New England is currently doing its best to overcome the hardships brought about by a massive snowstorm nicknamed the Nemo blizzard.Meanwhile, the environmentalists working with Greenpeace are busy maintaining that climate change and global warming must be held accountable for the severity of this natural phenomenon.
The organization takes things one step further and argues that “Omen” would have been a more befitting name for this blizzard, meaning that climate change and global warning stand to spawn ever more frequent such extreme weather manifestations.
As was to be expected, said organization compares the Nemo blizzard to hurricane Sandy, and argues that, despite their being otherwise run-off-the-mill weather manifestations, the aggressive nature of such phenomena can only be accounted for should one agree to also take climate change and global warming into consideration.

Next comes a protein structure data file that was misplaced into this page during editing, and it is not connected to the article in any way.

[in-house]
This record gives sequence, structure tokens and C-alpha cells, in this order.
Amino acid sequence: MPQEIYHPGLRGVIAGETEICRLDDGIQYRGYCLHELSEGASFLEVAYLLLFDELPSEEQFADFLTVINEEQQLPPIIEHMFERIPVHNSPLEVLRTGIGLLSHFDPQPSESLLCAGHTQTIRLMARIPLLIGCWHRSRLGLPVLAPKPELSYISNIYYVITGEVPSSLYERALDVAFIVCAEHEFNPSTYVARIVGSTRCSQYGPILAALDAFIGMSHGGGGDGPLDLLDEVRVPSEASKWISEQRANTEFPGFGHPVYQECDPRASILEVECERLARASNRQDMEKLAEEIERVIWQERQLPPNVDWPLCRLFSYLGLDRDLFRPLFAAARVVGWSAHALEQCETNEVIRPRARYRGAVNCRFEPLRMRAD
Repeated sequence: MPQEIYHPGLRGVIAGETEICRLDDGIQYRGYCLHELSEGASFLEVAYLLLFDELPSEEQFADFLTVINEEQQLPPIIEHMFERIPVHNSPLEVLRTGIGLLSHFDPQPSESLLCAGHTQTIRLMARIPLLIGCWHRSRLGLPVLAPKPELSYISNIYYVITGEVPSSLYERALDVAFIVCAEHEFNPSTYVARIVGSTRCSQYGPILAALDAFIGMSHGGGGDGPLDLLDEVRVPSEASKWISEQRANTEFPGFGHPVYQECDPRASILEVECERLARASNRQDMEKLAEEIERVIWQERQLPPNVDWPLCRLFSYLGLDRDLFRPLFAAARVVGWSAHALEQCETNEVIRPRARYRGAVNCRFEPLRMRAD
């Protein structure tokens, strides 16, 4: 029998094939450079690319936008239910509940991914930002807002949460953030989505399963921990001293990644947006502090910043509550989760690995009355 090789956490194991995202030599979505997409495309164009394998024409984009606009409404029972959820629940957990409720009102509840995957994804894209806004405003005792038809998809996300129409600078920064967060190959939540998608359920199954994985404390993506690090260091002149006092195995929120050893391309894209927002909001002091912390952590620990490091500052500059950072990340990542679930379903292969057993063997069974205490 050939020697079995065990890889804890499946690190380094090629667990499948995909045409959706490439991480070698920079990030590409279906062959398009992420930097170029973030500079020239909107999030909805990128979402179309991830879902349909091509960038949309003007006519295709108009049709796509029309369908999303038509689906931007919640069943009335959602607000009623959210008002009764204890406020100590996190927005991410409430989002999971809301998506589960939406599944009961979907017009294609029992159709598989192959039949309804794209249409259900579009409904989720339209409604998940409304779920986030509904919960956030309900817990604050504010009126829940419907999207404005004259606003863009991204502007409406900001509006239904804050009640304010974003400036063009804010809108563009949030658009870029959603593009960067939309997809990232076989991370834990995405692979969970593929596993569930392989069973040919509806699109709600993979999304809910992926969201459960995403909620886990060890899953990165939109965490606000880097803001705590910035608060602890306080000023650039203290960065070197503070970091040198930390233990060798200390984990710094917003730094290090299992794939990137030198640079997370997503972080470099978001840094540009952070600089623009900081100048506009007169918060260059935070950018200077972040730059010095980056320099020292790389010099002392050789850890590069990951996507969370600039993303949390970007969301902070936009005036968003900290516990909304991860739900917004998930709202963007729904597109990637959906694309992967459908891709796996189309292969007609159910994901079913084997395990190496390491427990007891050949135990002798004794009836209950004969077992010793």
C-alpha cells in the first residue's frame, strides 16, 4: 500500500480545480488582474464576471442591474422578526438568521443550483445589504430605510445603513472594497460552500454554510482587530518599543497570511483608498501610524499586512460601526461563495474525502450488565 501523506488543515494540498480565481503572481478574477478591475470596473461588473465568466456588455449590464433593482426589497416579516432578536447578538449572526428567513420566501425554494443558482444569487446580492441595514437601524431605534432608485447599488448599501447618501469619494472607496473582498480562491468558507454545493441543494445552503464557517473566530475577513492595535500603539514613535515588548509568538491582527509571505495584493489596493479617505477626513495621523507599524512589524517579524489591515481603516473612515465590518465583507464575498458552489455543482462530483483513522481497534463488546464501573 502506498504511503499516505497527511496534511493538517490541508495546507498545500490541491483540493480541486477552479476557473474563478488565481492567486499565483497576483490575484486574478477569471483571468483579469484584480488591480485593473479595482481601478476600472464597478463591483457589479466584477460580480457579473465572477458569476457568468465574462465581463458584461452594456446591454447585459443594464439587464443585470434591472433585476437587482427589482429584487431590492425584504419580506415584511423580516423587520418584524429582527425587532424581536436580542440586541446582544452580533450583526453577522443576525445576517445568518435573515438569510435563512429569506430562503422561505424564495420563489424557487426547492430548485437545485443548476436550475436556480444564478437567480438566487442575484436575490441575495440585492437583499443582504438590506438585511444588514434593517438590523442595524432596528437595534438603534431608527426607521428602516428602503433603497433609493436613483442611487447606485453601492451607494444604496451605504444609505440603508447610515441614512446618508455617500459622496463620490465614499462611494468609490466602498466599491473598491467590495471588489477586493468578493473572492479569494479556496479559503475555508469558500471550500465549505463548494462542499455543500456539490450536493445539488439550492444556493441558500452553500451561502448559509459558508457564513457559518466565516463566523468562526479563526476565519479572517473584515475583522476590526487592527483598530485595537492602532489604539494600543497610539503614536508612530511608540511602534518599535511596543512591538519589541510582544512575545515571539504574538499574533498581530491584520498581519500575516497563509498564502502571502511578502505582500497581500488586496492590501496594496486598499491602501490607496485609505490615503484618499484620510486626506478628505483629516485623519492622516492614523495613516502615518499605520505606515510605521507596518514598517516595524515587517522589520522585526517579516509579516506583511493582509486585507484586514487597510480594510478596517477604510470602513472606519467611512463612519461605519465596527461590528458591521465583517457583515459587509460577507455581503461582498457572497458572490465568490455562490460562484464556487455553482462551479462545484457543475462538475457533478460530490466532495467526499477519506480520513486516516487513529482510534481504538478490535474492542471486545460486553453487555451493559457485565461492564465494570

Working on the assumption that humans' habit of toying with the environment ultimately translates into altered weather patterns, Greenpeace argues as follows:
“[...] like all storms nowadays, the environment in which Nemo formed has been affected by climate change so, whilst there are many factors implicated in the creation of this storm, human induced climate change is one of them.”
In order to back up its claims, the organization quotes specialist Kevin Trenberth, who recently made a case of how, “In the past temperatures at this time of year would have been a lot below freezing but the ability to hold moisture in the atmosphere goes down by 7% per degree C (4% per deg F), and so in the past we would have had a snow storm but not these amounts.”
“The moisture flow into the storm is also important and that is enhanced by higher than normal sea surface temperatures (SSTs). These are higher by about 1 deg C [almost 2°F] than a normal (pre-1980) due to global warming and so that adds about 10% to the potential for a big snow,” Kevin Trenberth went on to add.
By the looks of it, the Nemo blizzard has killed a total of 9 people, left 700,000 homes and businesses without access to electricity and forced airports to cancel roughly 5,800 flights in and from New England.